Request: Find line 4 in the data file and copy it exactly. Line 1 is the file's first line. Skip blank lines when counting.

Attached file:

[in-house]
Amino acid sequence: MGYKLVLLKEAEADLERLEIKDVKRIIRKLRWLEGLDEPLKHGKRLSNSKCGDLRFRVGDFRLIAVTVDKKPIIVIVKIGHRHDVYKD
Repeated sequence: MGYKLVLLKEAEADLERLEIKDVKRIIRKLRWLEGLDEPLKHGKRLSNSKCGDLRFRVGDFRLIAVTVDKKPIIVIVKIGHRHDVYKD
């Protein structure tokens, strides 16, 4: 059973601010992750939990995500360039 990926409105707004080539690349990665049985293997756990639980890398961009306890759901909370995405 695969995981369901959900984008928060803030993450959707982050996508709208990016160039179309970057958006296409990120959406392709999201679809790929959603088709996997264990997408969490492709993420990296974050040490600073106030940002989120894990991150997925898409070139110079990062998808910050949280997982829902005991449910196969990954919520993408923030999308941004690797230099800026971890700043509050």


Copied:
């Protein structure tokens, strides 16, 4: 059973601010992750939990995500360039 990926409105707004080539690349990665049985293997756990639980890398961009306890759901909370995405 695969995981369901959900984008928060803030993450959707982050996508709208990016160039179309970057958006296409990120959406392709999201679809790929959603088709996997264990997408969490492709993420990296974050040490600073106030940002989120894990991150997925898409070139110079990062998808910050949280997982829902005991449910196969990954919520993408923030999308941004690797230099800026971890700043509050």